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I had two enterprise customers this week who both had similar security requirements, and both sets of requirements were solved with a similar pattern that I thought you might find useful.
Imagine your company organizes itself into different groups, and the work of each group needs to remain segregated from the work of the other groups.
So you configure your CRM organization with three business units — let’s called them Red, Blue and Green — each under the root parent business unit. And you configure the security roles with business unit-level privileges. So far, so good.
But now there is a requirement that some users in the Red business unit need to be able to work with records in the Green business unit, but not the Blue business unit. And some users in the Blue business unit need to be able to work with records in the Red business unit, but not the Green business unit. But no one is allowed to work with records in all three business units. What now?
This is where teams come in.
CRM creates and manages a team for each business unit. These business unit teams have the same name as the business unit. Members of the business teams is managed by the CRM platform when we add or remove users from the business unit, so there’s not much we can do with the business unit teams.
To solve our challenge, we’re going to create another team for each business unit own the business unit’s records share them with selected users from other teams.
So we now have six teams:
Note: The naming conventions for these teams are important, but I haven’t found the perfect naming convention for lots of teams with a similar purpose, so your suggestions are welcome!
Instead of records being owned by users, in this design we’re going to have records owned by custom teams instead.
Team-ownership of records has several benefits:
We’ll need to assign a security role to the record-owning teams so that they have privileges to own the appropriate records. Use the base security role you would assign to typical users. (If you have separate sets of teams for owning and sharing records, you could give the record-owning teams with a security role with Read, Assign, Append and Append To privileges at the business unit level).
I recommend using a plugin to reassign all your sensitive records to the appropriate record-owning team. You could use a workflow, but I prefer using a plugin. The plugin fires as soon as the record is created and uses some record-based logic to determine which record-owing team to assign the record to. For example, if Red represents a sales region, then opportunities would be reassigned based on the sales region of the potential customer. It’s a good idea to use configuration data rather than hard-code the teams in the plug-in; for example by adding a team lookup to the sales region records.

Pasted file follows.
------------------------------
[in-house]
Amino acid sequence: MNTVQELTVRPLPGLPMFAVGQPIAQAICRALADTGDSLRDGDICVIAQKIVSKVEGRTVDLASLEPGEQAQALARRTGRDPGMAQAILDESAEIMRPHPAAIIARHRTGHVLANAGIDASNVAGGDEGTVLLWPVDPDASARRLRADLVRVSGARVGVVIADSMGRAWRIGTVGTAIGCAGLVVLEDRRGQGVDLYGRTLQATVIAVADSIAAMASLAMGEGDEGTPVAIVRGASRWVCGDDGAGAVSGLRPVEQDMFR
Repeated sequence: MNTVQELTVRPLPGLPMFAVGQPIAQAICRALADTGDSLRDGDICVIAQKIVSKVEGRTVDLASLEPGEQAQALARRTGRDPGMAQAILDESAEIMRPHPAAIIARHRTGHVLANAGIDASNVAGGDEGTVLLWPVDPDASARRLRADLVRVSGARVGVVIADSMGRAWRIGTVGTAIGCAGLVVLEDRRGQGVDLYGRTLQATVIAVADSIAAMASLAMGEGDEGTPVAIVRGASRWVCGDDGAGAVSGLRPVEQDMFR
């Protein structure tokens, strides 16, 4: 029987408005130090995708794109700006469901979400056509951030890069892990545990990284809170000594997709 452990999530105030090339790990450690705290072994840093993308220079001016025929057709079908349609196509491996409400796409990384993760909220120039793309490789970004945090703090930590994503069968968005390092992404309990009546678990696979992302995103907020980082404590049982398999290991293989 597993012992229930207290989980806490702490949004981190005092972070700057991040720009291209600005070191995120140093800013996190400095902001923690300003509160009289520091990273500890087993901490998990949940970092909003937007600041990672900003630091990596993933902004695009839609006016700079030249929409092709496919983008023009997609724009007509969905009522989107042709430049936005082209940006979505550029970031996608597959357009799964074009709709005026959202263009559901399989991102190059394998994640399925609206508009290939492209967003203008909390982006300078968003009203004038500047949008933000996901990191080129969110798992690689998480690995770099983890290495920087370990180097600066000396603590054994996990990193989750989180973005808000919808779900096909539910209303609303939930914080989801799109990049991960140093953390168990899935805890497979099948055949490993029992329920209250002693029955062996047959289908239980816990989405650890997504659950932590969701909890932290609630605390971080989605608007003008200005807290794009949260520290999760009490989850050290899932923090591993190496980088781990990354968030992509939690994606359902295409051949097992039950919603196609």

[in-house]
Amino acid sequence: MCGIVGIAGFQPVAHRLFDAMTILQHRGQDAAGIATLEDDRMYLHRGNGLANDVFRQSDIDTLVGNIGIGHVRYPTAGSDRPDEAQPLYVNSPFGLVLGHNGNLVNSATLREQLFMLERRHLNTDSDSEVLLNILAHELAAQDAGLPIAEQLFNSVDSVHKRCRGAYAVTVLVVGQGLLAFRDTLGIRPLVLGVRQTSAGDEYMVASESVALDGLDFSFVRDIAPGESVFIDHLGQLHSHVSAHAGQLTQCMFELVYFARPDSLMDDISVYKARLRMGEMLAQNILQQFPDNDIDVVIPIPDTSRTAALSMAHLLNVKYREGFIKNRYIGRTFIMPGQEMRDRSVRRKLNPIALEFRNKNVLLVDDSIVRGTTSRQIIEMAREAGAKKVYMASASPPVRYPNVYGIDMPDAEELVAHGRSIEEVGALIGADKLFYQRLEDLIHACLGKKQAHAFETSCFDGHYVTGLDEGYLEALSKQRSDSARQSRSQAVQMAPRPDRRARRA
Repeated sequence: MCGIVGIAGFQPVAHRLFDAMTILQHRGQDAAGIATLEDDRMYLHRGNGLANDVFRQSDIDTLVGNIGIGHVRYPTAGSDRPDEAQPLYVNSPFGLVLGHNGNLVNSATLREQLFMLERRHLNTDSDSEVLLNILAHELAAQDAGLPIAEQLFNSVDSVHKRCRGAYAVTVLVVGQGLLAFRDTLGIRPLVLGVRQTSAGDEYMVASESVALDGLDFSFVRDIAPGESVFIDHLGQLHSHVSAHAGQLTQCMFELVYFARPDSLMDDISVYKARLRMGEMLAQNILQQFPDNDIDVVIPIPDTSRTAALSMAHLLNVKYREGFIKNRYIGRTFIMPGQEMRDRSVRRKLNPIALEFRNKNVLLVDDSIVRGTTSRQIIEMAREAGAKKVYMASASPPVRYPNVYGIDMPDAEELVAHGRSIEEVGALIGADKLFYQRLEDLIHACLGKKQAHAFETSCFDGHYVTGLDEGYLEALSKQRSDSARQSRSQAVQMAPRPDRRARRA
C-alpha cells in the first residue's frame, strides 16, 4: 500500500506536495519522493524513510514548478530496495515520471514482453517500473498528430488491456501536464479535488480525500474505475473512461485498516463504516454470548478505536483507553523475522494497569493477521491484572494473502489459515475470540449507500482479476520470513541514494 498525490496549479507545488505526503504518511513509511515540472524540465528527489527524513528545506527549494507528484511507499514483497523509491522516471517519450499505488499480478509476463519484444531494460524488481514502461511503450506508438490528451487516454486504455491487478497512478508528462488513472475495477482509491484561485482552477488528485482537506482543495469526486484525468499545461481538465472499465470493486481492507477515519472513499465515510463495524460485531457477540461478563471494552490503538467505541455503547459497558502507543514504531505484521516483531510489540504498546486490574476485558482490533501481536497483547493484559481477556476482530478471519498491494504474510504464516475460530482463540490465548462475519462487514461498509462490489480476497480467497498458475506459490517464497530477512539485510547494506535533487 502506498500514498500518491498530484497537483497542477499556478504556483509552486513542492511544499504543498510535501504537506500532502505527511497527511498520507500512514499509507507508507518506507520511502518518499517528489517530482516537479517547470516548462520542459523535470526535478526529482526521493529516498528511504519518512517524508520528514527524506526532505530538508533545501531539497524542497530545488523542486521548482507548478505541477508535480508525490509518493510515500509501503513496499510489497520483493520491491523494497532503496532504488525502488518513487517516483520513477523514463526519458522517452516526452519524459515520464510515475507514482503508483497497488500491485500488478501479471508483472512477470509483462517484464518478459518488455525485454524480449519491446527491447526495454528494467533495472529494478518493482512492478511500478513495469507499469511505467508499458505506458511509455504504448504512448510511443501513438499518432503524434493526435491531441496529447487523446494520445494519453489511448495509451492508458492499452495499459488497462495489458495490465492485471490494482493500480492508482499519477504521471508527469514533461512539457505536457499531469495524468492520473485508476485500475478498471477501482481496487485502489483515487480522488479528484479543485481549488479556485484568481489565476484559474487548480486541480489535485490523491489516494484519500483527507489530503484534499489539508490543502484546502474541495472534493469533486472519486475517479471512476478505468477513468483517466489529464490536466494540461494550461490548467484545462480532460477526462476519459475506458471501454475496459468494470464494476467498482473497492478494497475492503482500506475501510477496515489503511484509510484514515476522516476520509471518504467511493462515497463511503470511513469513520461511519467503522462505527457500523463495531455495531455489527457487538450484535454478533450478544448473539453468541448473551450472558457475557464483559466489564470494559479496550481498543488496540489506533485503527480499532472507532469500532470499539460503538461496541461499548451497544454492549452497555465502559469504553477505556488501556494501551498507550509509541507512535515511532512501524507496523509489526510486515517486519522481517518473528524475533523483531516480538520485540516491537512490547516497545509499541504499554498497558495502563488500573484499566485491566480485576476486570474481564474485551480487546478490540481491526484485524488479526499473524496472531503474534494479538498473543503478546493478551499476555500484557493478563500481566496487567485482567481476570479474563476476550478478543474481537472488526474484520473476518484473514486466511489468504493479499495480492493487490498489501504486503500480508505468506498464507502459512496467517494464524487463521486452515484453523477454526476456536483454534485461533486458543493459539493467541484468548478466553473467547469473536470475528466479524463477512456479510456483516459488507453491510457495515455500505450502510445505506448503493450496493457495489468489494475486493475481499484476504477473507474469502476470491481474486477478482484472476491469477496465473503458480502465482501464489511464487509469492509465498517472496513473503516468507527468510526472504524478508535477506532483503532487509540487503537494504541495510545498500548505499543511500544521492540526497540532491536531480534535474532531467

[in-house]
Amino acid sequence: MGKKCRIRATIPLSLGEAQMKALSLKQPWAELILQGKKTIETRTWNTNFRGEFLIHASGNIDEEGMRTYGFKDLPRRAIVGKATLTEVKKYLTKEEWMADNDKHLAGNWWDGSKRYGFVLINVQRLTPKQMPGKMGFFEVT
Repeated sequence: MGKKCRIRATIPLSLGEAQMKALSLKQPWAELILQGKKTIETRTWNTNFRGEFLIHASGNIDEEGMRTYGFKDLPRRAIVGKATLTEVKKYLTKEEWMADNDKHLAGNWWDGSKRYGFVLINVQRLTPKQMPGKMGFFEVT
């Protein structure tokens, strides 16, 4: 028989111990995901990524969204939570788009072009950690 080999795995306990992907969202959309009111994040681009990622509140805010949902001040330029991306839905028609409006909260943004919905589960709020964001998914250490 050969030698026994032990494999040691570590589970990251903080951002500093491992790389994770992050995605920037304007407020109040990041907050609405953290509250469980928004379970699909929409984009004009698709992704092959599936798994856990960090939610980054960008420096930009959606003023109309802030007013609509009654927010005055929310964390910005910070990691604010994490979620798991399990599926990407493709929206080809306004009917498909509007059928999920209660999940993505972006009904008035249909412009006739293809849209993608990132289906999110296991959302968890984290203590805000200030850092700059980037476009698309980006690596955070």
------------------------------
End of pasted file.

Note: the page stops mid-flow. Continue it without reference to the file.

This plugin is critical. We’re going to have Red users working with Green records. We need to use the appropriate business logic to ensure that if, for example, a Red user creates a quote on a Green opportunity that the quote is owned by the Green Shared team and not the Red user, otherwise Green users won’t be able to see the quote.
We’re also going to reassign all the existing user-owned records and assign them to the record-owning teams instead. You could achieve this programmatically if you have a large number of existing records to reassign.
Optionally, you can modify any views that are based on users owning records such as the My Accounts, My Contacts, My Cases and My Opportunities system views. For example, you can modify the views to filter on the Created By user, or use a custom user lookup on each record instead of the Owner field.
Step one is complete. All our sensitive records are now owned by a custom, record-owning team in the appropriate business unit.
The next step in our design involves adding users to our record-sharing teams. Users in the Red business unit don’t need to be added to the Red Sharing team because the users and the team are already in the same business unit and their security role gives them privileges to work with records owned by users or teams in their business unit. So all we need to do is add the appropriate users from the Red business unit to the Green Sharing team, and some users from the Blue business unit to the Red Sharing team. Hey presto! and we’re done.
This design has two big advantages over the more common design pattern of simply sharing records with another user or team:
If you’ve created separate teams for owning and sharing records, you’ll need to assign a security role to our custom, record-sharing teams but usually one your existing security roles will be appropriate. For example, if most of the users you want to share records with are sales people, then you can assign the Sales Person security role to the record-sharing teams (or whatever security role you normally assign to sales people).
Neil BensonMicrosoft Dynamics CRM MVP